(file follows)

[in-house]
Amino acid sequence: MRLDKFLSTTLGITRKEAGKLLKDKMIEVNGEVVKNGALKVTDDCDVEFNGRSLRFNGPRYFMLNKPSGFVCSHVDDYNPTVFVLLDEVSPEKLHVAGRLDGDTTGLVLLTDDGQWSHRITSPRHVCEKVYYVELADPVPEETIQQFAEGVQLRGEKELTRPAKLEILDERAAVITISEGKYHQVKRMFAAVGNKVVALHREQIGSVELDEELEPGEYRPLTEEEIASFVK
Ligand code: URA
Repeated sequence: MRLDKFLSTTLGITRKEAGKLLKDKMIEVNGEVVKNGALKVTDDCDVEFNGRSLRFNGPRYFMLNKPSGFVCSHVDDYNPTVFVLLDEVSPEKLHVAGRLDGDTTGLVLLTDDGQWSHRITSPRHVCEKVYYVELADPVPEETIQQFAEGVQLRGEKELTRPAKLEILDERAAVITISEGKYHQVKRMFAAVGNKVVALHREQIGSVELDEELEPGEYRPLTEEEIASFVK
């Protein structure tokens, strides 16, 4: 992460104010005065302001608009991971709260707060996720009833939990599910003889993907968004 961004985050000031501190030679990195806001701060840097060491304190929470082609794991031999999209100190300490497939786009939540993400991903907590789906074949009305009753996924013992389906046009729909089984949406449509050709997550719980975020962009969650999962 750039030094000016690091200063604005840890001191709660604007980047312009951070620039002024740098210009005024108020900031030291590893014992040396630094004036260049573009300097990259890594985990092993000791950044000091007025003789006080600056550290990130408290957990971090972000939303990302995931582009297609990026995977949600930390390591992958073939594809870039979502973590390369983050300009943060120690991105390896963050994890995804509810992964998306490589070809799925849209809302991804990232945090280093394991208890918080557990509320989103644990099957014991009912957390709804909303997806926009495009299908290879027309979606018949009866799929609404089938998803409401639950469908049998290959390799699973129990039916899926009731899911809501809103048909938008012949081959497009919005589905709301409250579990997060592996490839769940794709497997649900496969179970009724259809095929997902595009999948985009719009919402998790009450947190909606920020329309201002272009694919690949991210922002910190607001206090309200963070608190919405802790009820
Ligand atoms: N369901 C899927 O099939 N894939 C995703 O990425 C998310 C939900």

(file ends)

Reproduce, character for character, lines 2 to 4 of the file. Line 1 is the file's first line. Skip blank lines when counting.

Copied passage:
Amino acid sequence: MRLDKFLSTTLGITRKEAGKLLKDKMIEVNGEVVKNGALKVTDDCDVEFNGRSLRFNGPRYFMLNKPSGFVCSHVDDYNPTVFVLLDEVSPEKLHVAGRLDGDTTGLVLLTDDGQWSHRITSPRHVCEKVYYVELADPVPEETIQQFAEGVQLRGEKELTRPAKLEILDERAAVITISEGKYHQVKRMFAAVGNKVVALHREQIGSVELDEELEPGEYRPLTEEEIASFVK
Ligand code: URA
Repeated sequence: MRLDKFLSTTLGITRKEAGKLLKDKMIEVNGEVVKNGALKVTDDCDVEFNGRSLRFNGPRYFMLNKPSGFVCSHVDDYNPTVFVLLDEVSPEKLHVAGRLDGDTTGLVLLTDDGQWSHRITSPRHVCEKVYYVELADPVPEETIQQFAEGVQLRGEKELTRPAKLEILDERAAVITISEGKYHQVKRMFAAVGNKVVALHREQIGSVELDEELEPGEYRPLTEEEIASFVK